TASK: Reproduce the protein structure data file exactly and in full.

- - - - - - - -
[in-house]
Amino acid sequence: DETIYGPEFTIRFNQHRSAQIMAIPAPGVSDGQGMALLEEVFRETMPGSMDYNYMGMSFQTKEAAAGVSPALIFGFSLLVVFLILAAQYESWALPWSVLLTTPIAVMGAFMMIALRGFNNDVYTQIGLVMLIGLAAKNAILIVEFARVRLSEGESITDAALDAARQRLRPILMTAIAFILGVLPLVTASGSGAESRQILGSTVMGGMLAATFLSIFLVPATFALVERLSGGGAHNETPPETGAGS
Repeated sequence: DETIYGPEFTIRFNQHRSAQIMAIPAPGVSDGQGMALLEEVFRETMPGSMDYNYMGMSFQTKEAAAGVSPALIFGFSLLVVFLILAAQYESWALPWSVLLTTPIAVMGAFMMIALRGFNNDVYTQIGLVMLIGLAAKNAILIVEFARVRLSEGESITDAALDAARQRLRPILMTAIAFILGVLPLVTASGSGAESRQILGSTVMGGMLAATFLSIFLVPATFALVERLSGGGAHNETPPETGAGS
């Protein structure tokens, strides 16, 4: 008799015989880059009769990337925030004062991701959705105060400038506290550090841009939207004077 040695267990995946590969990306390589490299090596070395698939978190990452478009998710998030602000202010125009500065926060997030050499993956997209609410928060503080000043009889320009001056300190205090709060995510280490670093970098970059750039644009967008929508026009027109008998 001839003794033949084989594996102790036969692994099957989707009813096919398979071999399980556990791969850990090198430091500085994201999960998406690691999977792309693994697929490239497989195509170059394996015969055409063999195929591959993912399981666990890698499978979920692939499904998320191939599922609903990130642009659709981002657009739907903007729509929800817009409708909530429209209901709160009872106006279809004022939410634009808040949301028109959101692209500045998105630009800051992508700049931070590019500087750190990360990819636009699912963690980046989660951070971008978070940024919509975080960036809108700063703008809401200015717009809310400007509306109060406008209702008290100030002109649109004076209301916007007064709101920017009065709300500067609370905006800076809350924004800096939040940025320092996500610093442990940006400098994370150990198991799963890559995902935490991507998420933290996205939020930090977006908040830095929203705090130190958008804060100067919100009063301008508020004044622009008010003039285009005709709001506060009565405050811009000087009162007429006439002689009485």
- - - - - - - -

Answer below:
[in-house]
Amino acid sequence: DETIYGPEFTIRFNQHRSAQIMAIPAPGVSDGQGMALLEEVFRETMPGSMDYNYMGMSFQTKEAAAGVSPALIFGFSLLVVFLILAAQYESWALPWSVLLTTPIAVMGAFMMIALRGFNNDVYTQIGLVMLIGLAAKNAILIVEFARVRLSEGESITDAALDAARQRLRPILMTAIAFILGVLPLVTASGSGAESRQILGSTVMGGMLAATFLSIFLVPATFALVERLSGGGAHNETPPETGAGS
Repeated sequence: DETIYGPEFTIRFNQHRSAQIMAIPAPGVSDGQGMALLEEVFRETMPGSMDYNYMGMSFQTKEAAAGVSPALIFGFSLLVVFLILAAQYESWALPWSVLLTTPIAVMGAFMMIALRGFNNDVYTQIGLVMLIGLAAKNAILIVEFARVRLSEGESITDAALDAARQRLRPILMTAIAFILGVLPLVTASGSGAESRQILGSTVMGGMLAATFLSIFLVPATFALVERLSGGGAHNETPPETGAGS
């Protein structure tokens, strides 16, 4: 008799015989880059009769990337925030004062991701959705105060400038506290550090841009939207004077 040695267990995946590969990306390589490299090596070395698939978190990452478009998710998030602000202010125009500065926060997030050499993956997209609410928060503080000043009889320009001056300190205090709060995510280490670093970098970059750039644009967008929508026009027109008998 001839003794033949084989594996102790036969692994099957989707009813096919398979071999399980556990791969850990090198430091500085994201999960998406690691999977792309693994697929490239497989195509170059394996015969055409063999195929591959993912399981666990890698499978979920692939499904998320191939599922609903990130642009659709981002657009739907903007729509929800817009409708909530429209209901709160009872106006279809004022939410634009808040949301028109959101692209500045998105630009800051992508700049931070590019500087750190990360990819636009699912963690980046989660951070971008978070940024919509975080960036809108700063703008809401200015717009809310400007509306109060406008209702008290100030002109649109004076209301916007007064709101920017009065709300500067609370905006800076809350924004800096939040940025320092996500610093442990940006400098994370150990198991799963890559995902935490991507998420933290996205939020930090977006908040830095929203705090130190958008804060100067919100009063301008508020004044622009008010003039285009005709709001506060009565405050811009000087009162007429006439002689009485």